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Exiting Paris, Trump leaves deal shaped by United States priorities

02 Juin 2017

President Donald Trump's decision to pull out of the Paris climate-change agreement is disappointing, but the world is marching inexorably toward a greener future with or without the United States, says Canada's environment minister.

Even cars sold in the USA will still have to comply with regulations overseen by government entities such as the National Highway Traffic Safety Administration, the Environmental Protection Agency, and the California Air Resources Board, said Rebecca Lindland, executive analyst for Kelley Blue Book.

Other major climate impacts at 2 degrees include severe threats to coral reefs across the globe, a greater risk of long-lasting heat waves and extreme rainfall events, and the risk of lower yields for key crops such as wheat in tropical regions.

In response, one CEO after another tweeted disappointment at the announcement, companies issued statements committing to action on climate change and one high-profile member of Trump's business advisory council said he would leave the forum in response, after earlier threatening on Twitter to do just that. This is great news for family budgets, which under the Obama Paris plan would have seen significant increases in costs for utilities and almost everything powered by fossil fuels, which accounts for 82 percent of all the energy generated in the United States.

Governor Cuomo echoed that sentiment.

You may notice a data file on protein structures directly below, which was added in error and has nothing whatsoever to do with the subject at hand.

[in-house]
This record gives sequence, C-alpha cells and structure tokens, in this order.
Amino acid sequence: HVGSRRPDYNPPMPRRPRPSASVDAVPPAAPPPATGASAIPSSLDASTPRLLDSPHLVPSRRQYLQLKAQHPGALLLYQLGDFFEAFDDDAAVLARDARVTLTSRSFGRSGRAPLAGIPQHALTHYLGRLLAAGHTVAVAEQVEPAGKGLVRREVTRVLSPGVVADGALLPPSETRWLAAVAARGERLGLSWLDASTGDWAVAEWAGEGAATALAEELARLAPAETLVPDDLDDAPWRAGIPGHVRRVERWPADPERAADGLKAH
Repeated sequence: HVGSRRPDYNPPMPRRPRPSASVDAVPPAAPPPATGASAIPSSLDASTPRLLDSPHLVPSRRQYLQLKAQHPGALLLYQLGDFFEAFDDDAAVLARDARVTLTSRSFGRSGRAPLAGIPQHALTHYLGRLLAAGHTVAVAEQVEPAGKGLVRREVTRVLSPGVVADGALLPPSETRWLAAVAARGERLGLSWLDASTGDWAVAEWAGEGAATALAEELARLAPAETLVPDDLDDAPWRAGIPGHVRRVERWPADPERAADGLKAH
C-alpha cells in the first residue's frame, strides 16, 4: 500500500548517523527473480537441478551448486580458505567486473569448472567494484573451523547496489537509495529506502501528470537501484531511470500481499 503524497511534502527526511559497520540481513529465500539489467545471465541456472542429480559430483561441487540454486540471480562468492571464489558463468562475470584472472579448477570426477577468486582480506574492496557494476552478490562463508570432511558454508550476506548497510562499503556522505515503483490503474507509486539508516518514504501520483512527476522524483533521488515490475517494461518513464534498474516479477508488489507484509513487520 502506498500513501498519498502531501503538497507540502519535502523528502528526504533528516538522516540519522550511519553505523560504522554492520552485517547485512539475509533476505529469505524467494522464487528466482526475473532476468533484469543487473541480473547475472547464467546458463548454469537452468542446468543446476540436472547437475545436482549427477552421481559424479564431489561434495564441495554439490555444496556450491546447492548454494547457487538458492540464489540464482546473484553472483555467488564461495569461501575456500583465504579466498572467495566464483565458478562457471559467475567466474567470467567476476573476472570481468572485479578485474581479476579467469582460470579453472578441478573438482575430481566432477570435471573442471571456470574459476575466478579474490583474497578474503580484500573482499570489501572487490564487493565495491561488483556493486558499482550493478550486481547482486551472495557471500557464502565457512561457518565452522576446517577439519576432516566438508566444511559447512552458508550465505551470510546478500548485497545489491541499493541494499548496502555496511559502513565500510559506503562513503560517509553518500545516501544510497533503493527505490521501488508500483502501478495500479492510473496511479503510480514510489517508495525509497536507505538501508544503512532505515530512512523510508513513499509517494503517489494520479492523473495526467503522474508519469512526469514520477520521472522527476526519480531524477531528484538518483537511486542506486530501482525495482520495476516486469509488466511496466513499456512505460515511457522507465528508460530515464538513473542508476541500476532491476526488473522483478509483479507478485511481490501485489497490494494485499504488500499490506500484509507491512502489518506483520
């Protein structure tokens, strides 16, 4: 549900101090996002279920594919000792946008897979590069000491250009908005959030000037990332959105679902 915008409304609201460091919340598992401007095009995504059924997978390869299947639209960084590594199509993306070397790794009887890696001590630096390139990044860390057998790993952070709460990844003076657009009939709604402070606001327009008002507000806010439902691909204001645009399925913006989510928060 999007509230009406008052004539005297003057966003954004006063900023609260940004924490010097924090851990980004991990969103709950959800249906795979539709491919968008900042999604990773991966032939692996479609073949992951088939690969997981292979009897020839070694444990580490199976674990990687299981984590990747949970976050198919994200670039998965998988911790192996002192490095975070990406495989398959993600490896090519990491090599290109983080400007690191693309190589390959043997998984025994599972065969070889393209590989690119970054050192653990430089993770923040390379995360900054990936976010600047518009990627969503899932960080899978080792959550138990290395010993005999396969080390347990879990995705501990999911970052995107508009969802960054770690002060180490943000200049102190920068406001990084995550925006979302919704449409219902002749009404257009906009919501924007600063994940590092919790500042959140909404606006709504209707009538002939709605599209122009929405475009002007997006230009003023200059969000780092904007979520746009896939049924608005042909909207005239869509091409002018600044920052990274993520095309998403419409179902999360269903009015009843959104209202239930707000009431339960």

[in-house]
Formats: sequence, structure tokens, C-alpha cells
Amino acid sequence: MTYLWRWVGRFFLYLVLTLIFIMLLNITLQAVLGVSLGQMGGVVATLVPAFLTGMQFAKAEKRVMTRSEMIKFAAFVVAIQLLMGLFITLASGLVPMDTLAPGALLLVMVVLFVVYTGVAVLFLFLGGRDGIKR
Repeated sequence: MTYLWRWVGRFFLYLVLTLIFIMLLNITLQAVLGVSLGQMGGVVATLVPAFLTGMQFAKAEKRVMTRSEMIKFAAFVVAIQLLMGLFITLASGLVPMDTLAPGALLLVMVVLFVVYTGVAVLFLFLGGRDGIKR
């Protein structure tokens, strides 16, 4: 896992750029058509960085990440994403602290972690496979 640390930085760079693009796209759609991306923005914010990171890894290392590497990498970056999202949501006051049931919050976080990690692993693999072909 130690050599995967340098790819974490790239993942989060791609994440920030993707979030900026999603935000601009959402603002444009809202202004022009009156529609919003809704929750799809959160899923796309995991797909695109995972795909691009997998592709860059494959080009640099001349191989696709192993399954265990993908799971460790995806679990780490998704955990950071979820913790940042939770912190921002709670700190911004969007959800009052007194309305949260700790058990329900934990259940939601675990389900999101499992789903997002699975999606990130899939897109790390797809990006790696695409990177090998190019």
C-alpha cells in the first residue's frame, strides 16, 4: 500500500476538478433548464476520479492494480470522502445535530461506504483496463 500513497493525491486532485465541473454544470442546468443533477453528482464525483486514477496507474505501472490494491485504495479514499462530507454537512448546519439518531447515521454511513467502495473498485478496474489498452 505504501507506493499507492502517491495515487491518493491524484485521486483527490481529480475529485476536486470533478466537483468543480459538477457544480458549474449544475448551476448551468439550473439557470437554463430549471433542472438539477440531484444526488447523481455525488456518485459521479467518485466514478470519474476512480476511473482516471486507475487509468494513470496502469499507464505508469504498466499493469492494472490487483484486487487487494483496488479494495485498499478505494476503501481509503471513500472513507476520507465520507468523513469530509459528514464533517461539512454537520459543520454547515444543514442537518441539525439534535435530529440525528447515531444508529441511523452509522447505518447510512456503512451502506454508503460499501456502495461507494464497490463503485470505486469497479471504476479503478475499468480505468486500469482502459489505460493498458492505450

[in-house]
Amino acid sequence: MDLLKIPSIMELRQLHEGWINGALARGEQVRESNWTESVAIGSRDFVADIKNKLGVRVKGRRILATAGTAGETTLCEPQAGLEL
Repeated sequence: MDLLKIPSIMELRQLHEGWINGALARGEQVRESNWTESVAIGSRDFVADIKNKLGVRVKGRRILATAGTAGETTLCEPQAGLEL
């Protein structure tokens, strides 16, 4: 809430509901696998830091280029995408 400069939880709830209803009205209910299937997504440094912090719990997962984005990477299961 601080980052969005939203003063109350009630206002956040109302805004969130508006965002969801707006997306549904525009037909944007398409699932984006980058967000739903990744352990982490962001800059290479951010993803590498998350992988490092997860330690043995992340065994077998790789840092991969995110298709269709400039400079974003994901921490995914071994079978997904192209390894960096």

"The agreement permits it, and I know because I helped negotiate that flexibility", he said. "The president cannot stop that".

Prominent business leaders have joined in speaking out against Trump's decision.

The European Union's top climate change official echoed Rasmussen's sentiments, calling it "a sad day for the global community".

Conversely, 92 percent of people who voted for Trump's Democratic rival, Hillary Clinton, wanted the United States to remain at the table.

Even the legal structure of the deal has American fingerprints. Such alliances "build momentum for a clean-energy future", Brown told The Associated Press in an interview.

Scientists say Earth is likely to reach more risky levels of warming sooner as a result of the president's decision, because America contributes so much to rising temperatures.

"Many of America's largest corporations - from energy to technology - agree with environmental advocates, faith leaders and scientists that staying in the Paris agreement is the right choice for America", Wolf said in a statement. "If the president is going to be AWOL in this profoundly important human endeavor, then California and other states will step up".

"Labor is deeply disappointed by the failure of the U.S.to uphold this important global agreement", Shorten tweeted. "We encourage all actors in the U.S. working to tackle climate change to stand their ground, share the benefits of their work and to keep making their voices heard". The commitments made by countries in Paris, on their own, did not achieve sufficient reductions in greenhouse-gas emissions to meet the agreed-upon target. "But eventually, America will lead again".

"We deem the momentum generated in Paris in December 2015 irreversible and we firmly believe that the Paris Agreement can not be renegotiated, since it is a vital instrument for our planet, societies and economies", the leaders of the three countries said in a joint statement. The withdrawal represents an abandonment of pledges to protect our environment and risks undermining the entire accord, which includes almost every country on earth.

"We are convinced that the implementation of the Paris Agreement offers substantial economic opportunities for prosperity and growth in our countries and on a global scale", the three leaders said.

"The Obama Administration made significant progress toward slowing the rapidly warming climate by negotiating the Paris Climate Agreement to reduce greenhouse emissions on a global scale". She also said she plans to meet with her USA counterpart next week in Italy, where she will "seek clarity" on the US position.

Exiting Paris, Trump leaves deal shaped by United States priorities